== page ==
The two 100-foot smokestacks behind Asbury Hall—a landmark on the AU campus skyline for more than 60 years and the last relics of a time when AU’s central heating plant burned oil—are coming down over winter break.
It’s the final step in the university’s conversion to a low-temperature hot water heating system that uses natural gas and reduces carbon dioxide emissions by approximately 40 percent.
"As the first university in the District of Columbia to convert its campus from steam heating to hot water, the smokestack removal serves as visual reminder of how AU continues to lead by example through further reduction of its carbon footprint in support of President Burwell’s ‘We Are Still In’ pledge as well as local energy and sustainability initiatives," said Brontè Burleigh-Jones, chief financial officer, vice president and treasurer, Office of Finance and Treasurer.
AU became the first urban campus, first research university, and the largest higher education institution in the United States to achieve carbon neutrality in 2018. The university announced its third five-year sustainability action plan in April, following 2010 and 2014 plans. The plan’s ambitious 45 new goals, in the areas of engagement, environment, and administration, align with climate work being done by DC and the United Nations and dovetails with the District’s progressive Sustainable DC plan’s framework for new construction, energy, and water usage.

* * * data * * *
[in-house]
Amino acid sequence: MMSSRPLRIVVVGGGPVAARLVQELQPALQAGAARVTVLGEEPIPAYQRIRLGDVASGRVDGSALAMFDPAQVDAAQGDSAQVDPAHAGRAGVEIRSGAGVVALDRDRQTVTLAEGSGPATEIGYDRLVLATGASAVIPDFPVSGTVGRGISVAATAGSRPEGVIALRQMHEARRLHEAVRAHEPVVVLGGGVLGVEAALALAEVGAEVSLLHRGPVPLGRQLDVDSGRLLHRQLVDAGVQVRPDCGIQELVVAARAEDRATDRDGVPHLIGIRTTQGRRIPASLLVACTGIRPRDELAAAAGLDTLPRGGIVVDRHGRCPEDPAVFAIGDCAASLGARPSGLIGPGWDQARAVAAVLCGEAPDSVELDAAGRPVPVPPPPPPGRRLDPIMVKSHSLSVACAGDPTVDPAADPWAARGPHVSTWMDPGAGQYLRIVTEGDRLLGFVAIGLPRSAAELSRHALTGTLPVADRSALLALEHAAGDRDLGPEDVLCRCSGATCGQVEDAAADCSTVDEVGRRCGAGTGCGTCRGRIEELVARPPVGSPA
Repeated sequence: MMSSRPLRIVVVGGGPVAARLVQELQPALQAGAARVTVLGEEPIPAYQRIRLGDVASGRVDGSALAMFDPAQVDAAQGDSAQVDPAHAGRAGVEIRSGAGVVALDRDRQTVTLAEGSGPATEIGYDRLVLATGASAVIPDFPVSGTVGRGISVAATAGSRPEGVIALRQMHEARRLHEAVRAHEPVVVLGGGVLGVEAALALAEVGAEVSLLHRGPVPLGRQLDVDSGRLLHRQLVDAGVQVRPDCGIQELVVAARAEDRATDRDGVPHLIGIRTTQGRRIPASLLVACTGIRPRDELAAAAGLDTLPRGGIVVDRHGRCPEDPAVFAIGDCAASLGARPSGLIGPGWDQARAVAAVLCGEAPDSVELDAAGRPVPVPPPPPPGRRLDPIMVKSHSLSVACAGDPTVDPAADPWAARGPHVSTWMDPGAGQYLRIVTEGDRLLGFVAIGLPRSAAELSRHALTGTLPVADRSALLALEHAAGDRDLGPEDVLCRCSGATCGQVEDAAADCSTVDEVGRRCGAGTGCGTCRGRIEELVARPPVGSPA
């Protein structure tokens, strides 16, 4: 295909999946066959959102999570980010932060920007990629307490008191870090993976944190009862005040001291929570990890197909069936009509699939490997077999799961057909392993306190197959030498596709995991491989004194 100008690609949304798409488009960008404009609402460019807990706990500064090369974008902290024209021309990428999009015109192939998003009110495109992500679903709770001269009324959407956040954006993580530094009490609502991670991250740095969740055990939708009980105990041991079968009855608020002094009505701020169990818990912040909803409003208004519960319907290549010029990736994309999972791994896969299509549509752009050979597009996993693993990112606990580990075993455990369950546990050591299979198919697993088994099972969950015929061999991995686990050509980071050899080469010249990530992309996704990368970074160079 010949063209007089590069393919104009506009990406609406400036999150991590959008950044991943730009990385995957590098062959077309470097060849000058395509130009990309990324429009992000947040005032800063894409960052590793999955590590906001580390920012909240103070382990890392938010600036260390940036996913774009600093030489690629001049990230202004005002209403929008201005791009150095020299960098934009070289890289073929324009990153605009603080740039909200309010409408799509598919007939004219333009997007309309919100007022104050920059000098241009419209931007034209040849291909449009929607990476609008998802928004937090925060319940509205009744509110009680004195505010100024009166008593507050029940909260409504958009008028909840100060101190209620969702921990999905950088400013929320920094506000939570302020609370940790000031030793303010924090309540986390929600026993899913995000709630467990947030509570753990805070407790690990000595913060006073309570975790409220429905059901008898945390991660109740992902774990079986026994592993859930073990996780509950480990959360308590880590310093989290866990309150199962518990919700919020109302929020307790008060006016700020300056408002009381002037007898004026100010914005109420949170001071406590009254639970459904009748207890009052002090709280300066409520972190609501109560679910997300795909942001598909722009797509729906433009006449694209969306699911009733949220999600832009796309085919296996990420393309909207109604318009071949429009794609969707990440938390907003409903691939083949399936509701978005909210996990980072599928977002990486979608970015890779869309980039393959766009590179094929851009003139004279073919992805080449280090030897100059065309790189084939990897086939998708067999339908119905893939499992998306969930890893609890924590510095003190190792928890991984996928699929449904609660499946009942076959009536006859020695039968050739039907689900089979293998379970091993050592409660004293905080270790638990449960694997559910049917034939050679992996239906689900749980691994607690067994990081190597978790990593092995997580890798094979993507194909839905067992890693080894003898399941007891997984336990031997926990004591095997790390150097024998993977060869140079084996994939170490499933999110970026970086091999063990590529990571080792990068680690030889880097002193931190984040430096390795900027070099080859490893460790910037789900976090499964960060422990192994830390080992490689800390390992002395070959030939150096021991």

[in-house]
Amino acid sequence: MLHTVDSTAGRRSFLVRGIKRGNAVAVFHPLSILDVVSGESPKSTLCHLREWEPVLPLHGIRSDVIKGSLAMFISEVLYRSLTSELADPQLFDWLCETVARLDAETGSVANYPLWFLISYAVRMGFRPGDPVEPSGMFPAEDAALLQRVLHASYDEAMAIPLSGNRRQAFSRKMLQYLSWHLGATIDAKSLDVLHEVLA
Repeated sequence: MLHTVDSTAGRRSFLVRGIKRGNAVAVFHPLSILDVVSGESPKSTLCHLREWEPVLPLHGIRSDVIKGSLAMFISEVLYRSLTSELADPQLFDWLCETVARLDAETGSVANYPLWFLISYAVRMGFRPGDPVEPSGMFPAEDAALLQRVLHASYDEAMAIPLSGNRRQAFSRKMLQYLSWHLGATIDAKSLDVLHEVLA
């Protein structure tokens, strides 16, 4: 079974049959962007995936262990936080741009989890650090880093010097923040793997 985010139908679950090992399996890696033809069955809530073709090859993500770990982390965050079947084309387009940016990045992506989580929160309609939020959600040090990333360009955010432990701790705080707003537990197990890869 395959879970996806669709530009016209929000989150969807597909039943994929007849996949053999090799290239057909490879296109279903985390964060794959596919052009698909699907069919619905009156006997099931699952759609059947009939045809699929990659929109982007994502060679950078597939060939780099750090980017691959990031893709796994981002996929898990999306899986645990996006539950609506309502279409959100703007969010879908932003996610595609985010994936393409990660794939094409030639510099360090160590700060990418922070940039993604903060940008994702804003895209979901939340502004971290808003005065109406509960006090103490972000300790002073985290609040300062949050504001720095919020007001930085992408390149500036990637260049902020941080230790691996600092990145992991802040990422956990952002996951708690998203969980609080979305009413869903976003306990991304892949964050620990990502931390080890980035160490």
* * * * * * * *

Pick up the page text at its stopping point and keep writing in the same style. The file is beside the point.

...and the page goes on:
As for the smokestacks, contractors will remove them brick-by-brick from the top down, deconstructing the east one first. To minimize traffic disruption and contain dust and debris, they will push the debris into each smokestack’s chimney and take it away from an opening in its base. A portion of the brick and concrete will be recycled in compliance with DC Department of Consumer and Regulatory Affairs regulations, and the site will be restored with asphalt.
“The removal of the smokestacks will not only be a visible and aesthetic improvement, it also symbolizes AU’s continued move forward with its green energy efficiency goals,” said Juan Allen, energy conservation and efficiency manager, Facilities Management.